Students Encourage Experiential Learning Incentives, Quality Metrics in University Funding Formula Submission

The Ontario Undergraduate Student Alliance (OUSA) is proud to announce the release of Formulating Change: Recommendations for Ontario’s University Funding Formula Reform. In early 2015, the provincial government announced plans to conduct a review of the processes by which it allocates funds to universities, with the goal of developing a more “quality-driven, sustainable and transparent” model of distributing resources. OUSA’s submission contains student-centric and quality-based propositions on how Ontario can improve and modernize the funding framework.

“The existing formula is out of date— it overemphasizes increasing enrolment and doesn’t necessarily reflect the true cost of delivering programs,” said Spencer Nestico-Semianiw, OUSA President and Vice-President Education of the McMaster Students Union (MSU). “We should be working to develop a funding formula that better reflects the present reality of how our universities have developed, and more importantly, a funding formula that incentivizes the changes we want to see in the future.”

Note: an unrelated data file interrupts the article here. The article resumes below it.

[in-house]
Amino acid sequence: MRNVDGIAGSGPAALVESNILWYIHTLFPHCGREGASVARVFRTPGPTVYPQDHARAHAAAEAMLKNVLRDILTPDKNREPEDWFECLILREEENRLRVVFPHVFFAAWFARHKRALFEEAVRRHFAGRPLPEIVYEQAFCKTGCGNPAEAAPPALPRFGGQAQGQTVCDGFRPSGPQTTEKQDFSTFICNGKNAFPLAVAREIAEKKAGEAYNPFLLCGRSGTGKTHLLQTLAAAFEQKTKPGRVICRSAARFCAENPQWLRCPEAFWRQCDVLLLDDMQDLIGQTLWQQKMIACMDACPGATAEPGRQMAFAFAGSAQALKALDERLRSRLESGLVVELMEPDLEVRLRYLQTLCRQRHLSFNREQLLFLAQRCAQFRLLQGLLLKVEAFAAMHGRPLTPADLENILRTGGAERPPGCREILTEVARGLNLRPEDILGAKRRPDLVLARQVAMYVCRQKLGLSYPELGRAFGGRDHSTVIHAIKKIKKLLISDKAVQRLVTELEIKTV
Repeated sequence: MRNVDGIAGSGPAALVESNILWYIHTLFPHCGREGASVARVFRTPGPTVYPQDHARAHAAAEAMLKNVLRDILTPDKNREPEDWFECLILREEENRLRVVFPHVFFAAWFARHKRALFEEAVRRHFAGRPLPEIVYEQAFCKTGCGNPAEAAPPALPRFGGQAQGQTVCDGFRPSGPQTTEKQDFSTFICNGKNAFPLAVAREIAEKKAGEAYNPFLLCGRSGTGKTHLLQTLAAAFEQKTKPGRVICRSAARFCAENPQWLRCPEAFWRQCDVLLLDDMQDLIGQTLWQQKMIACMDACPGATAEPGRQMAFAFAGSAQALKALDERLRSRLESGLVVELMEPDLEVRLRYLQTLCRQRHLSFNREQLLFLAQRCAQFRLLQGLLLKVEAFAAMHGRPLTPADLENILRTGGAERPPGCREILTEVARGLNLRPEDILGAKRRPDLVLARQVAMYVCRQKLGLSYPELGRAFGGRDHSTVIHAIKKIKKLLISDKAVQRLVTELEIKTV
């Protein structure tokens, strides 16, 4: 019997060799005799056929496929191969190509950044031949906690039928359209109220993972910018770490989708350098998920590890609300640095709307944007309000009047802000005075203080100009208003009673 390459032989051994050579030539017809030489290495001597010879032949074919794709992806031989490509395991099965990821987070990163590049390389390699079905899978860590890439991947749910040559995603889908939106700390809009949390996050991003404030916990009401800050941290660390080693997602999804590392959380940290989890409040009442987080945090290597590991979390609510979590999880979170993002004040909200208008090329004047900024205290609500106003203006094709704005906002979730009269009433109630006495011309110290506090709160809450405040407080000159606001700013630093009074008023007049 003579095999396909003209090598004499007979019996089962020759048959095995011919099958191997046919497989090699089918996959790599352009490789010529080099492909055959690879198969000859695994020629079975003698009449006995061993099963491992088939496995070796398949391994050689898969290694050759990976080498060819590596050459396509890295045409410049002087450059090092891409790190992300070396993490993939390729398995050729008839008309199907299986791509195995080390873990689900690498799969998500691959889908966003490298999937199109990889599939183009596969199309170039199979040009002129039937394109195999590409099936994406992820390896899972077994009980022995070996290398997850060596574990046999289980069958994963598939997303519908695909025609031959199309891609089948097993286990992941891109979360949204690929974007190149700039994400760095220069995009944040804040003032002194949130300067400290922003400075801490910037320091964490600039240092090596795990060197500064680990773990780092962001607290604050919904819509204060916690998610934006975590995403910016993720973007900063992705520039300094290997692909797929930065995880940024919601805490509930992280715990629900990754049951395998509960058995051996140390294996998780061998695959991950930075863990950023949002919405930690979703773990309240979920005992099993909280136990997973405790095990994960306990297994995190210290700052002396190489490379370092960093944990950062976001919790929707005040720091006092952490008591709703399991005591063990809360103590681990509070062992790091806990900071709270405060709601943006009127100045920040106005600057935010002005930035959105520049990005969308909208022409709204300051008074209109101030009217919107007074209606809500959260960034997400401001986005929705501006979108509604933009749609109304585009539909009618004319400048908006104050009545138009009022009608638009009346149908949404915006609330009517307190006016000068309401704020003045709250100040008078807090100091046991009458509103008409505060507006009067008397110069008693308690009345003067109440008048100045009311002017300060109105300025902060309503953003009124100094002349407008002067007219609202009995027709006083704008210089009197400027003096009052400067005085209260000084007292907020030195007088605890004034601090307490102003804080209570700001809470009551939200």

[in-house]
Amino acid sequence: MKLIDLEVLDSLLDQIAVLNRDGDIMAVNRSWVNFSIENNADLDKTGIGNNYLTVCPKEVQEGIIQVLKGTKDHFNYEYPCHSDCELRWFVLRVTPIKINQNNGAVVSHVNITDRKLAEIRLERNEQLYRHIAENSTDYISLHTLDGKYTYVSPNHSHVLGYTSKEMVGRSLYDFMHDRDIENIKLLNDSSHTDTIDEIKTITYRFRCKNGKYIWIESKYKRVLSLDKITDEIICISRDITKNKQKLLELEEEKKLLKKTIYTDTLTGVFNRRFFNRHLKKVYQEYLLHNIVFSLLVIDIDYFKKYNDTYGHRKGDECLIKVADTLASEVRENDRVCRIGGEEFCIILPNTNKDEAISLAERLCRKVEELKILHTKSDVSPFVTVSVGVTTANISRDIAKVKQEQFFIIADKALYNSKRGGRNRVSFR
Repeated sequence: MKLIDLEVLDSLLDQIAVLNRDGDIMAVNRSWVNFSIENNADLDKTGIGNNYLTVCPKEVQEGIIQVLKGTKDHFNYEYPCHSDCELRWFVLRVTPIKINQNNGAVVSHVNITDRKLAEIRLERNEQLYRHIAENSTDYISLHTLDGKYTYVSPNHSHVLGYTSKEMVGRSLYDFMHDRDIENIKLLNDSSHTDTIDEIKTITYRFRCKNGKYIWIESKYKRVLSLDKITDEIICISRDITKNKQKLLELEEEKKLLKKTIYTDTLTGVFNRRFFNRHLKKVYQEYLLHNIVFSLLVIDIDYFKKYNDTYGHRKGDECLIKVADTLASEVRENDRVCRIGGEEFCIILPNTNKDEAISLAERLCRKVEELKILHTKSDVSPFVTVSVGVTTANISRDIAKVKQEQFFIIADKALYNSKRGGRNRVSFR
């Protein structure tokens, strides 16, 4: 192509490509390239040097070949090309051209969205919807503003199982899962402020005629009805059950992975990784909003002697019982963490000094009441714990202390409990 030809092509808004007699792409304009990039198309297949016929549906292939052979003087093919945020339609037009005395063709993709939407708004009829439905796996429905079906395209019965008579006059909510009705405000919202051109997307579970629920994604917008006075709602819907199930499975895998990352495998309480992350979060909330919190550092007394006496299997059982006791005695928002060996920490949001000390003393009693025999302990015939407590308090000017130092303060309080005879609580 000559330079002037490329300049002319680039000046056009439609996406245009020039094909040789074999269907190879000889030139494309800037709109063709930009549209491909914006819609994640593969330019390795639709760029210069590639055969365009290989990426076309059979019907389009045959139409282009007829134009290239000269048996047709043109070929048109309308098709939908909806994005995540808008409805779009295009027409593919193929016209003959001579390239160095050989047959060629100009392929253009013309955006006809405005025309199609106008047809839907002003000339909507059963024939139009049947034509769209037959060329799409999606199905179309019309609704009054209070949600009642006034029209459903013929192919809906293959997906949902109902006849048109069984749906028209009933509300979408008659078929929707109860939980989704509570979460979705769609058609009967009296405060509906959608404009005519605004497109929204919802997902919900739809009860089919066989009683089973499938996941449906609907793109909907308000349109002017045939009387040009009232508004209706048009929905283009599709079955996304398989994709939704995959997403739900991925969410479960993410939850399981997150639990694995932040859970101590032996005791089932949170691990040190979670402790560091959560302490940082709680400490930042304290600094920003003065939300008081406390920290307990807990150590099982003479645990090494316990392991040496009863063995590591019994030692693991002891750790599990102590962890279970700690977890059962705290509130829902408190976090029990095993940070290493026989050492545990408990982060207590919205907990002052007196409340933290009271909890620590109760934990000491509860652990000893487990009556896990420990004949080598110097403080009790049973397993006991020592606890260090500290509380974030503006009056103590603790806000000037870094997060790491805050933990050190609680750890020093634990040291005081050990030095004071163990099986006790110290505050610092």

The submission details what these changes could entail, including (but not limited to) creating funding incentives for programs that include experiential learning components or capstone projects, creating and enforcing funding based on university performance metrics, and changing the nature of enrolment-based funding to better reflect shifting youth demographics.

The submission also suggests ways in which a new funding formula could be employed to encourage institutional differentiation. OUSA recommends allocating specific funding support for universities that have “flagship” or distinctive program offerings. This allows them to invest resources into innovation without siphoning funds away from other traditional course provisions.

“Universities should still be funded in a way that allows them to provide comprehensive and high-quality course offerings across different disciplines,” continues Nestico-Semianiw. “But we believe that pursuing consistency doesn’t have to stifle originality. Higher education is a sector characterized by constant change, and our new funding formula should allow for that evolution.”

Formulating Change also urges the government to use the funding formula (in concert with the tuition framework and other government grants) to halt the decline in resources allocated per-student that the sector has seen in recent years.

To read Formulating Change: Recommendations for Ontario’s University Funding Formula Reform, click here.